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"Re-Thinking" Mission Trips

February 1, 2017 jill Blog
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By Teresa Kelly

Many challenges face groups that want to undertake a mission trip. The need for passports and visas, dealing with logistics in an unfamiliar country, and planning activities while respecting the nuances of specific cultures can overwhelm even the best of intentions.

While the need for foreign missions is immense and the experiences gained by participants can be life-changing, there is no reason to be denied the mission experience because of these requirements.

You’re Never Too Young

If a person isn’t introduced to the idea of sharing their testimony or participating in missions until they are old enough to join their church youth group, the true meaning of what they are doing and why they are doing it may very well be lost. Lessons about serving that can be taught to children, even as young as elementary school, can’t be underestimated.

Children need to be given the chance to relate to people who are different than they are. Children who are accustomed to having everything they need given to them can understand at a very young age the blessing of serving others. Establishing this mindset early prepares their hearts and minds for wanting to do more when they have the chance.

No Passport Required

Going on an overseas mission trip may not be an option because of limitations of time, finances, and qualified leadership. One way to overcome this challenge is to remember that all mission trips don’t have to include a trip to a foreign country. From the most remote rural locations to the largest cities, there are countless opportunities to serve.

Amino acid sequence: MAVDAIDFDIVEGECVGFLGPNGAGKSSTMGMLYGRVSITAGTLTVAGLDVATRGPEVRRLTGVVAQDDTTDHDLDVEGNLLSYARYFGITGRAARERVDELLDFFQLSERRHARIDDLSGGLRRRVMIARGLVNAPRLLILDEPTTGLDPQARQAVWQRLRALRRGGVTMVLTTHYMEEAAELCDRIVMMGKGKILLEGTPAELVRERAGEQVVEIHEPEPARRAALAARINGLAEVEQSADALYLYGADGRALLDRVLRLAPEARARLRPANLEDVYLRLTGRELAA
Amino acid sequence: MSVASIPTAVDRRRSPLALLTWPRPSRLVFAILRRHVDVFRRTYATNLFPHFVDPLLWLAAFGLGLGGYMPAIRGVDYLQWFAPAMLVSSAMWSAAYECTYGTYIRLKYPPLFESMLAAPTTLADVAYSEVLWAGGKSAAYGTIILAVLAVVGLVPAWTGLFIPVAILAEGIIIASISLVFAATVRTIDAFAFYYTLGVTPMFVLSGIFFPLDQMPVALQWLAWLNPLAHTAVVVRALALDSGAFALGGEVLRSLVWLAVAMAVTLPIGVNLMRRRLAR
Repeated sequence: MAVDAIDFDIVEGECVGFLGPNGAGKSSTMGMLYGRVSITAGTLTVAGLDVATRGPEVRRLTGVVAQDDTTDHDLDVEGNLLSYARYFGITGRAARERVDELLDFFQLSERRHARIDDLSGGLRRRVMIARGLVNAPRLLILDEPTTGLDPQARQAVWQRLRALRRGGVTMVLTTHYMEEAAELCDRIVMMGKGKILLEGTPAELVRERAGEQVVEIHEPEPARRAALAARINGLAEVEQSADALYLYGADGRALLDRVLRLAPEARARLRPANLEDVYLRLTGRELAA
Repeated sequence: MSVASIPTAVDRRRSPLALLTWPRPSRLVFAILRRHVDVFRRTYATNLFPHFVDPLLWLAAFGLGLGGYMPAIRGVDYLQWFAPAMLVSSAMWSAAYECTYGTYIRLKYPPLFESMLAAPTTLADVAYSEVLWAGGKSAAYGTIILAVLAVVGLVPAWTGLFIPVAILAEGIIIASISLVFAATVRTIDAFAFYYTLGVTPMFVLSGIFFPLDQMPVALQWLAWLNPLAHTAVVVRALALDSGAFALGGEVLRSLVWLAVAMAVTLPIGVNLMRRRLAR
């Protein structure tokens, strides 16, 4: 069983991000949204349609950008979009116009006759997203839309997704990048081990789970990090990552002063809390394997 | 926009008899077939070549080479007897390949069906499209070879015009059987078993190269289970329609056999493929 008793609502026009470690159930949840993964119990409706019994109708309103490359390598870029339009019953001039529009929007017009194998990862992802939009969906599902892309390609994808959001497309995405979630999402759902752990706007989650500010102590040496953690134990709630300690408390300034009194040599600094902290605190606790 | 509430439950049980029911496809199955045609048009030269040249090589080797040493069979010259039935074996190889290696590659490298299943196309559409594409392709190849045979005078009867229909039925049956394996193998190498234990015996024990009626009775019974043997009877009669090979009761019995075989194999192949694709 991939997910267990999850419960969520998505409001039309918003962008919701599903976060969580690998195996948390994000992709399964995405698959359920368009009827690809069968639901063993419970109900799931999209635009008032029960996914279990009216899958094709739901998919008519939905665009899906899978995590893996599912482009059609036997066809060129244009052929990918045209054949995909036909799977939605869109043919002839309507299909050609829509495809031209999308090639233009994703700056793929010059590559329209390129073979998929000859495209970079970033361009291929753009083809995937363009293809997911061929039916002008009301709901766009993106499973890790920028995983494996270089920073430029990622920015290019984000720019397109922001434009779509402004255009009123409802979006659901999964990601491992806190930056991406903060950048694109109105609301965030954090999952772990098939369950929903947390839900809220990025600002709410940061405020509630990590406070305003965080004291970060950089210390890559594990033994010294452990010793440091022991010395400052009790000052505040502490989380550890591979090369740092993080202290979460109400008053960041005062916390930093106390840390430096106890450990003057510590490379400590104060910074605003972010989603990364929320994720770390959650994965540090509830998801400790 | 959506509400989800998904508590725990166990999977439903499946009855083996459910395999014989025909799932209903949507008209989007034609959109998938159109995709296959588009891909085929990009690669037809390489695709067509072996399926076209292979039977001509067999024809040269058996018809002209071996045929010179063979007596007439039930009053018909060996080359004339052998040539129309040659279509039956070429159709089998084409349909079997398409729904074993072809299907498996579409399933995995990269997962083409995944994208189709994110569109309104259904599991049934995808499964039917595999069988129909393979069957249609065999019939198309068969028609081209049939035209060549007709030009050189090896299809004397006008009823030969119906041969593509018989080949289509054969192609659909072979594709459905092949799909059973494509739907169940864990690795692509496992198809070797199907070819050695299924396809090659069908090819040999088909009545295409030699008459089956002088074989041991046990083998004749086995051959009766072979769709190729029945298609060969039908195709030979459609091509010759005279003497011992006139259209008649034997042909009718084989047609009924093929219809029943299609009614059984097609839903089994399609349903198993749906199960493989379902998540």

When planning for a mission trip, group leaders should first survey the talents and abilities of the mission trip participants and use that information to find a way to serve locally or regionally in the most impactful way.

Be Creative With Fundraising

Paying for a mission trip can be daunting, but the tremendous increase in Internet use and the power of social media has also resulted in lots of options for fundraising. These options are designed to be much easier to implement and also give the mission trip participant the chance to add their personal testimony and detail the goals they have for their mission.

With just a few clicks, this message can be sent out to as many people as necessary, including family members, friends, business associates, etc. Through the organic reach of social media, each of these people can also spread the message about the mission trip and give others a chance to give.

Use All Available Resources

Participating in a mission trip through local churches or youth groups isn’t the only option. The emphasis on serving and giving back has transformed holiday breaks, family vacations, and sabbaticals into opportunities for missions. There is no better lesson for a child to see than their parent living out the example of serving others.

When planning a family trip, look for nonprofit organizations that set up mission trips for churches as well as families and individuals. These are a great option because they handle all the logistics and you simply pick the location and date that works with your schedule.

The bottom line is this…we are called to missions. With all the resources and creative options we have available, there is no reason why each person can’t find a way to fulfill that calling in ways that fits their particular season of life.

Teresa Kelly is a founder and partner of Sorgente Consulting, which provides professional services, system solutions and premium products that maximize the success of churches, nonprofits and commercial enterprises around the globe,

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